We want you to know that we are here for you. We’ll do our best to be a support in the weeks and months to come—bringing you news and business ideas you can use, links to business relief resources, and yes, inspiration and ideas from your fellow dance retailers and studio owners, on how to move forward.
Small-business owners may find it tempting to pour all their resources into social media, but experts advise caution. Here’s what happened recently when two dance companies tried to promote their work on Facebook.
You’re a dancer with a great concept for a product for your fellow dancers—and you have no idea how to get it manufactured. Here’s how the founders of Apolla worked with a business incubator to turn sketches into a dance business with a sellable product.
Whether you have a financial person do your taxes or handle them yourself, it pays to be alert to opportunities to cut your tax bill. Here’s what to know (and discuss with your tax pro) before you file.
Change is unavoidable in today’s business environment. Sometimes you initiate the changes; sometimes they’re beyond your control. But one thing you can successfully manage is the way you communicate about them. Arts consultant David Gray tells what he’s learned from experience about managing the message.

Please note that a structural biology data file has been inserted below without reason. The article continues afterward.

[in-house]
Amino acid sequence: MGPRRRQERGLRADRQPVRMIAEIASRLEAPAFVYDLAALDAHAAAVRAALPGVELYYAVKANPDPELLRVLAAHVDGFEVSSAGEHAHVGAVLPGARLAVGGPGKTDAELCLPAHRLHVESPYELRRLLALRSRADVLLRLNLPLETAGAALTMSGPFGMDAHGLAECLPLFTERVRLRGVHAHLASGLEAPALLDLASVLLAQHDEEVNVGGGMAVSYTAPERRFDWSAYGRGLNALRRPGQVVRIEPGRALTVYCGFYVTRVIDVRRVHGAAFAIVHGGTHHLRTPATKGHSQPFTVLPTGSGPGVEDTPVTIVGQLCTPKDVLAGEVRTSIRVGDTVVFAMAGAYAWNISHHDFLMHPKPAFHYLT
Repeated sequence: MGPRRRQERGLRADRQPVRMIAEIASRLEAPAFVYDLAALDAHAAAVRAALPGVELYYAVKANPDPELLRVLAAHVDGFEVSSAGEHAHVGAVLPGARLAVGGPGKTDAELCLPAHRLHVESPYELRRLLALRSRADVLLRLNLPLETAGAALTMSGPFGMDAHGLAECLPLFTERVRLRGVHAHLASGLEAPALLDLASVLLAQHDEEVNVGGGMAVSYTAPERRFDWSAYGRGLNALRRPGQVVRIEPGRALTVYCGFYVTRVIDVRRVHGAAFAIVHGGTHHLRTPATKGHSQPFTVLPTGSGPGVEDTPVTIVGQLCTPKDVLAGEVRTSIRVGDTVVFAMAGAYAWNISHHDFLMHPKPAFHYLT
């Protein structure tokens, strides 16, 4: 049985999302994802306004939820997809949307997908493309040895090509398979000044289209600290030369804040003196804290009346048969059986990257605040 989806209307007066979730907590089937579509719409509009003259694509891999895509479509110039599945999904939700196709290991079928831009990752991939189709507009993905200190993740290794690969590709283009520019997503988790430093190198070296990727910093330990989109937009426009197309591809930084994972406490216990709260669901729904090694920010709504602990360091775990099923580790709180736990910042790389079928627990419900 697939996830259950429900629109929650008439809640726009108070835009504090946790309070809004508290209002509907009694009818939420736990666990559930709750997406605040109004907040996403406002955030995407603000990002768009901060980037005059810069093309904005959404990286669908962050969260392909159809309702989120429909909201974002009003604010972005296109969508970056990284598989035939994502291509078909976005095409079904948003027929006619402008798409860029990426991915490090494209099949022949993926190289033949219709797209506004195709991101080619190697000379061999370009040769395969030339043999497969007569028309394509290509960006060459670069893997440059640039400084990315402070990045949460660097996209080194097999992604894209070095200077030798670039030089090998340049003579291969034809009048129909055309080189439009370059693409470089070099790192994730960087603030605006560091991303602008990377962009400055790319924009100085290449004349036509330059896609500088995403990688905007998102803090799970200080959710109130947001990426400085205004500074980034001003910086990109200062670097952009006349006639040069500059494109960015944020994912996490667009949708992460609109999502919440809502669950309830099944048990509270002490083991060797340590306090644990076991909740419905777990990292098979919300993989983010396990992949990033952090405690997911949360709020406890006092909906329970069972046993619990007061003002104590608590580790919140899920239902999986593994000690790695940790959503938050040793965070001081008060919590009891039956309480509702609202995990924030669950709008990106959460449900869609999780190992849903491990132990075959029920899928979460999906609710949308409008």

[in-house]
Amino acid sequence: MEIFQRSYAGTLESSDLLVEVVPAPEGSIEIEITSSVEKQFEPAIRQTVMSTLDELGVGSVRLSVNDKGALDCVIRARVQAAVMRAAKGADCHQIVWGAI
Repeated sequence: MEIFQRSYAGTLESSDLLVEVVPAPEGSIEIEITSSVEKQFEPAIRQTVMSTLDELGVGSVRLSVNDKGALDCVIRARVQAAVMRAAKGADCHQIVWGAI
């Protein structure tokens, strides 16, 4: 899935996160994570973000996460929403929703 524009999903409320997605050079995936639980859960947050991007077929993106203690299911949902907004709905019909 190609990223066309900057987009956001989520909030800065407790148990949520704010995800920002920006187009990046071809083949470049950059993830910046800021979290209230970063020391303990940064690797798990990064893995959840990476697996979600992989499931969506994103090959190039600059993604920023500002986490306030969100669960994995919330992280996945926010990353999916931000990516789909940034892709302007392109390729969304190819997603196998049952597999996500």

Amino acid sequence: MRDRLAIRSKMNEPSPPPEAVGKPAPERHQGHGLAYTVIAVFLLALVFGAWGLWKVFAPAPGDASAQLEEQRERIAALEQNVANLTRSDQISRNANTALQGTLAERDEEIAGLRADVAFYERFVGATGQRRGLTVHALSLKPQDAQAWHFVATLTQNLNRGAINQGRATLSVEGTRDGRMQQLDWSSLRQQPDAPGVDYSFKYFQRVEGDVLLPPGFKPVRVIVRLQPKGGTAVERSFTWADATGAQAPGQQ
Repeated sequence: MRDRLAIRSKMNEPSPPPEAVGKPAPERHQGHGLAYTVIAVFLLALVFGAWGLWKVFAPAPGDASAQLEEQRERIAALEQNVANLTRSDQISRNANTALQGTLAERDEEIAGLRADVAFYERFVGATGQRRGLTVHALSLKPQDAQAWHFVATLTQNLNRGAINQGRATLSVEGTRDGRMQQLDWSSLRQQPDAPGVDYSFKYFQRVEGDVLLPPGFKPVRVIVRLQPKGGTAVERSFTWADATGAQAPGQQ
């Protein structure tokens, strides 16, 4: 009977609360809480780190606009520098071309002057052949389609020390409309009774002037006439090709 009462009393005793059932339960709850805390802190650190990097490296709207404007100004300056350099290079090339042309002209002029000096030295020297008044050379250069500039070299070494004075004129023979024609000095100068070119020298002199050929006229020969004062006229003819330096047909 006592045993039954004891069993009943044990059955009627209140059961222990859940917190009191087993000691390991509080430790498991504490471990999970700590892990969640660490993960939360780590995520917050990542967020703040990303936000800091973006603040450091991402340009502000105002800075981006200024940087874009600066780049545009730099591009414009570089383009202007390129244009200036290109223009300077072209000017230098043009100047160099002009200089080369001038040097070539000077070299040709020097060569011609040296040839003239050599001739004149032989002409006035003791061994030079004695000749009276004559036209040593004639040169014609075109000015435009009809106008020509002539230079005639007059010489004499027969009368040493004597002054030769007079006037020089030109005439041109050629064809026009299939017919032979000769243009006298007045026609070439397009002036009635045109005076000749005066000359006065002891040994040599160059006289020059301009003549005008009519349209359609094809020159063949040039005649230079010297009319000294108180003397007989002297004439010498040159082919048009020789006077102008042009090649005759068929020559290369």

Tribeca’s Downtown Dance Factory has seen a 491 percent increase in student count over 10 years, becoming one of Manhattan’s largest studios. The owners’ mindful approach to growth has allowed them to create a business where their work/life balance is just right, too.
Brenda Way of ODC/Dance in San Francisco projects an enviable vision of staying power in a city that both celebrates its artistic culture and starves it of space. She and co-artistic director KT Nelson have created a thriving dance center in SF’s Mission District—with two buildings that house school, theater, gallery and even a health clinic for dancers.
Like many artists who eventually choose to transition into nonperforming careers, Robert Hartwell had a dream to coach students. He started a small business with his own savings (and big personality) that within three years was generating $1 million in annual revenue.
This longtime dance studio owner radically reimagined her business when she took to heart two simple pieces of advice: Don’t work for free; and let your clients see your success.
The harsh reality of the real estate market in certain urban centers can limit the growth of dance schools at just the time when customer demand is at its highest. Here’s how one popular Brooklyn community dance center found a solution.